A very few document feeders employ the paper-picking principle. These machines use left-over technology of the punched-card era, which it must have seemed a waste not to have adapted to more modern needs, but which turned out to be inadequate in several respects.
The principle is quite simple. A flat plate holds the paper level, under slight pressure. At the edge of the plate is a narrow lip, which, when the plate is moved forward over the paper stack, engages with the edge of the top sheet of paper and pushes it over into the machine. Obviously the lip is of a very similar size to the thickness of the paper, and obviously it cannot push too hard or the paper will wrinkle or jam; likewise it cannot hold the paper too strongly for the same reasons. The plate must be metal or of some electrically conductive substance, because static electricity is even less acceptable here than in roller-type systems.
Design problems will occur to the reader. The mechanism will only work on the top of the paper stack - otherwise the weight of the stack would prevent the piece of paper on the bottom from moving at all - unless there were rollers involved, in which case a picking mechanism wouldn't be needed! There must be a way of lifting the stack so that the top piece of paper is in the correct alignment with the picking lip: not a problem per se but great precision is needed. Evidently only a limited range of paper thicknesses will work with such a mechanism. And the moving plate can only propel the paper so far, or else the mechanism will be too wide to be practical: perhaps one quarter of the paper width is the maximum.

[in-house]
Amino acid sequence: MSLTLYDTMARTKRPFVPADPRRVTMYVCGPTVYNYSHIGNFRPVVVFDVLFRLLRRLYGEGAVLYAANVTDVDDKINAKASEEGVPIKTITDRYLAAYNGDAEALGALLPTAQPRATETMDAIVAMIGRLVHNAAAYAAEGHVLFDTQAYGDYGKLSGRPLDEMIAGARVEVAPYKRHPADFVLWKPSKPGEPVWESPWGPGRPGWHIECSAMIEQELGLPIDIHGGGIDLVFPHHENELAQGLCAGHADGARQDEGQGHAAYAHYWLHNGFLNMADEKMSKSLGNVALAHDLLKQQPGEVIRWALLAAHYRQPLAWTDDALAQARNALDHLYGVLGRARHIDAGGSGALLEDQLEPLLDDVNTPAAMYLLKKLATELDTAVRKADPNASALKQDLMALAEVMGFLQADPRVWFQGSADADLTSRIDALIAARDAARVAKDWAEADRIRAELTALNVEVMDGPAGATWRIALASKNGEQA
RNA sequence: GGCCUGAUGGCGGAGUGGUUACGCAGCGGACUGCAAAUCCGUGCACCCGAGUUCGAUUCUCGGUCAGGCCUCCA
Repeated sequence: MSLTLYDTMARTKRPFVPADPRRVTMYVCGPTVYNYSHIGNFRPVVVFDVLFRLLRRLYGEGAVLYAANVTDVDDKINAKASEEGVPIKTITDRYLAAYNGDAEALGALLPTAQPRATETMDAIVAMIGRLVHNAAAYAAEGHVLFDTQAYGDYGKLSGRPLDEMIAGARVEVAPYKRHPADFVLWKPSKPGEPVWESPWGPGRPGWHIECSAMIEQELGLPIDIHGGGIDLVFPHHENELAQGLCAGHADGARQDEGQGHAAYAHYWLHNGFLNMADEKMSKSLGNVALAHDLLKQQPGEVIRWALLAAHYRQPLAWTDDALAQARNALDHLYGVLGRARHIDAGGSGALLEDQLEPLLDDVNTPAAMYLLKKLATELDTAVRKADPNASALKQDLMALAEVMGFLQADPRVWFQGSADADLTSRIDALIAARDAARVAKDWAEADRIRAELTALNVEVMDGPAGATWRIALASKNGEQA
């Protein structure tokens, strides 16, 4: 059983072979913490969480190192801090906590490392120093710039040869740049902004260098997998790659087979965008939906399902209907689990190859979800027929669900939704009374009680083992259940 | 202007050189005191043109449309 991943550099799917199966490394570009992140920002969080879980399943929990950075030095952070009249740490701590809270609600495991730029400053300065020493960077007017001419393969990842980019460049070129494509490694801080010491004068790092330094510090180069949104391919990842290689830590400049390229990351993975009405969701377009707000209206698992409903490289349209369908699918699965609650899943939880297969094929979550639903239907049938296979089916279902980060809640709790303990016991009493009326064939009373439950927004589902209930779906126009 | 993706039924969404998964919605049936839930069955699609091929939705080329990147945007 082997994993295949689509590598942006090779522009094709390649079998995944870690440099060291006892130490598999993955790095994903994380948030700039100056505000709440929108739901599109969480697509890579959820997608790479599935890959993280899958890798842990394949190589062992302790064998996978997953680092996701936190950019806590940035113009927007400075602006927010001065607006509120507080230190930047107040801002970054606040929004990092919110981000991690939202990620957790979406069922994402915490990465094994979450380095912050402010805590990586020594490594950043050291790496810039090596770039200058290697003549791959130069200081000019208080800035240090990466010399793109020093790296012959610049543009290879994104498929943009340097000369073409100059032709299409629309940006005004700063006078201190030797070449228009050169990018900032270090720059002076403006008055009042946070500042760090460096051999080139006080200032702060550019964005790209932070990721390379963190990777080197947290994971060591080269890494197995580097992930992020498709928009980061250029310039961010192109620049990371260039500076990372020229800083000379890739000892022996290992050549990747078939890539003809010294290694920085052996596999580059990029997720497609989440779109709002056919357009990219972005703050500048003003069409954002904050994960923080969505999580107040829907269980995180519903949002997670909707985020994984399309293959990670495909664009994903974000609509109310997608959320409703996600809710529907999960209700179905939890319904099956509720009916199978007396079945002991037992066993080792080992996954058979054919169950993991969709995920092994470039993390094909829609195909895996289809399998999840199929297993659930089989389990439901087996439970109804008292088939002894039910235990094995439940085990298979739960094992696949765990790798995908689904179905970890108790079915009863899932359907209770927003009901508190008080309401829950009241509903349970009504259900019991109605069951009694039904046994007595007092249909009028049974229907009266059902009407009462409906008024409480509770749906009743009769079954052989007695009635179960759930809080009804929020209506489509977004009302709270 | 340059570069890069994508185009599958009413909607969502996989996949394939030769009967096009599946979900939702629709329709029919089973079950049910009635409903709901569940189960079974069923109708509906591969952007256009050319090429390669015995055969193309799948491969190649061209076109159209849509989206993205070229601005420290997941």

As noted, these systems originate in the days of the 80-column card. The paper stock used in the punched card was very robust and strong, and thicker than most paper; the card paths in readers and punches routinely banged the cards head-on into some sort of barrier, to stack them properly, or changed their shape by sending them around 90-degree corners; in spite of this the sustained speed of the readers (punches were slower) was 2,000 per minute or more by the end of the punched-card era. And because of this robustness, the cards could be picked off the bottom of a stack, which simplified the mechanism very greatly. But paper will not put up with this sort of treatment.
Still, some vestige of the technology is in use: a very slight picking push can be useful in the right applications, and belts (as used in card machines) may be employed instead of rollers if the paper path is very long.
Document Feeder Article Index